One proven way an organization can differentiate itself from its competition is by creating a brand-marketing program that is far and away better than anyone else’s. And the best way to do that is by integrating both print and digital media in new ways that others haven’t.
For the past centuries, the printed word has announced world wars, introduced new companies that changed the world, and defined how businesses should be run. Today, the digital presence of an organization can have 100 times the impact in a fraction of the time because new digital media moves so quickly.
If you think strategic market planning isn’t essential, think again. According to Digital Buzz, the popular blog that reports online news, “over 700 Billion minutes a month are spent on Facebook, 20 million applications are installed per day and over 250 million people interact with Facebook from outside the official website on a monthly basis, across 2 million websites. Over 200 million people access Facebook via their mobile phone. 48 percent of young people said they now get their news through Facebook. Meanwhile, in just 20 minutes on Facebook over 1 million links are shared, 2 million friend requests are accepted and almost 3 million messages are sent.”
Those stats should convince you that you shouldn’t run your marketing program the same way you used to. That will not bring the positive happy results you are looking for.
So what are some marketing essentials that you can employ? Here are a few ground rules that I have found very useful when designing a strategic marketing program.1. Employ a focused financial management discipline to everything you do.
The importance of a return on investment (ROI) cannot be stressed enough. Delivering a strong ROI requires a total commitment to spend your budget on items that will produce a direct or at least in-direct benefit to the bottom line. Examples of this financial acumen should be instilled into all aspects of your strategic planning process. 2. Provide consistent innovation.
The primary driver here is creative ideas. We are not talking about cute taglines or one-off headlines that are standalone ideas and lack the ability to provide the cover to launch a multimedia and multi-messaging campaign. The good news is, you can test your ideas very inexpensively using the web and go to full launch once you are certain your campaign is a winner.3. Bring your customer’s knowledge into all of your decisions.
It’s often difficult for organizations to keep themselves out of the equation. The primary question to ask yourself is, “Do you fit the profile of your most typical customer?” Characteristics to look for are age, gender, education, lifestyle and a myriad of parameters that make you, you. 4. Realize you don’t need a Facebook “Strategy.”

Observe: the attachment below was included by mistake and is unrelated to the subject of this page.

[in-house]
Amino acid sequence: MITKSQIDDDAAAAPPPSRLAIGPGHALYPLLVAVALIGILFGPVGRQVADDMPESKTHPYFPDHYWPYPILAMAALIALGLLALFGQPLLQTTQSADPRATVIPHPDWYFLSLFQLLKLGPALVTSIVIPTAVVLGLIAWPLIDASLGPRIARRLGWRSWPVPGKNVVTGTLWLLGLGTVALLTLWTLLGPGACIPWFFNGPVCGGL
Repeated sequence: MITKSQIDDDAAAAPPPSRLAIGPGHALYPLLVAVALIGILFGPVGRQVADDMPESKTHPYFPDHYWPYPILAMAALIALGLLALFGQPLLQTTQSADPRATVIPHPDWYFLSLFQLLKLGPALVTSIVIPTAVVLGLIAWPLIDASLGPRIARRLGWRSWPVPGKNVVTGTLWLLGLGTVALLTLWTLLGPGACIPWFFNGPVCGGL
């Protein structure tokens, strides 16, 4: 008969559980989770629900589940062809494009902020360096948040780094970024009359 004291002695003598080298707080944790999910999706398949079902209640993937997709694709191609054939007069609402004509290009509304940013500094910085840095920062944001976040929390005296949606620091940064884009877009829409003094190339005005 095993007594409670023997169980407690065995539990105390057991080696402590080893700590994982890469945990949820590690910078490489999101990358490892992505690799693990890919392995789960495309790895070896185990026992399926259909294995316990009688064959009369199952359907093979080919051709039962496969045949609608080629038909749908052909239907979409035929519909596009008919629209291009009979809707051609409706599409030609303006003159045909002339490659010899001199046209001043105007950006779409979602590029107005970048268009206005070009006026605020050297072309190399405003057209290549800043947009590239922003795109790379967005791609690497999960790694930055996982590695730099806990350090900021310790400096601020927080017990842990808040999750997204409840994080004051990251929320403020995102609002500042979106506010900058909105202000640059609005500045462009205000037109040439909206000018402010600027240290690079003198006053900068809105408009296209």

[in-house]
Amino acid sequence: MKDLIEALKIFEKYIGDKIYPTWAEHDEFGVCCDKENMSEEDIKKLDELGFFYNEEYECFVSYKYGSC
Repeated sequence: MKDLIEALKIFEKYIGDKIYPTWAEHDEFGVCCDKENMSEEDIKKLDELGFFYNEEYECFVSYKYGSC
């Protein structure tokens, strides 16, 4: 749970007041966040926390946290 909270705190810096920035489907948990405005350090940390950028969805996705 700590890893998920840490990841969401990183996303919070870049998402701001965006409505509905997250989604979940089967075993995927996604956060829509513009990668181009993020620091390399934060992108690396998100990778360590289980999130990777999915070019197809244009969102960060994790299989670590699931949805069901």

What you need is strategic marketing plan that might utilize Facebook along with many other digital channels, such as Linkedin, YouTube, Twitter, Flickr, SEO, SEM, PPC, PPI, etc. The choice of what to leverage should only be driven by what media your key customers use.5. Don’t operate in a vacuum.
Realize there are many departments, services, competitors, etc. that you need to weigh and balance when designing your strategic plan. Frankly, think more like a CEO who sees the big picture than a marketing director who focuses on what is “creative” and will make the biggest impact. 6. Quality should have no fear of time.
What I mean by that is, you should not allow yourself to be pushed into a corner to produce and launch ideas that you know are not going to make the big difference that is required. You can’t hurry success. It’s a process that requires time to germinate and bear fruit.
Producing ideas is much the same proposition. All too often, marketing directors operate under a false set of timelines, learned from bad management they’ve experienced, and force ideas out the door that frankly are not ready for prime time.
Unfortunately, there are few places you can learn the art and science of brand marketing. Universities don’t offer this specialty despite the fact it’s one of the most important dimensions of any company’s growth.
Would Apple or IBM have been as successful with limited or poor marketing? I don’t think so. What we can learn from them is it takes more than a glossy brochure or a flashy website to build a successful marketing program. It takes a concerted integration of many disciplines and types of media that have been developed and tested over many months and then years to be successful today. Tom Wants to Hear Your Branding Issues:If you are a printing company or product/services company serving the print-media market and would like to be considered for a feature in this blog, please contact Tom Marin for an interview.
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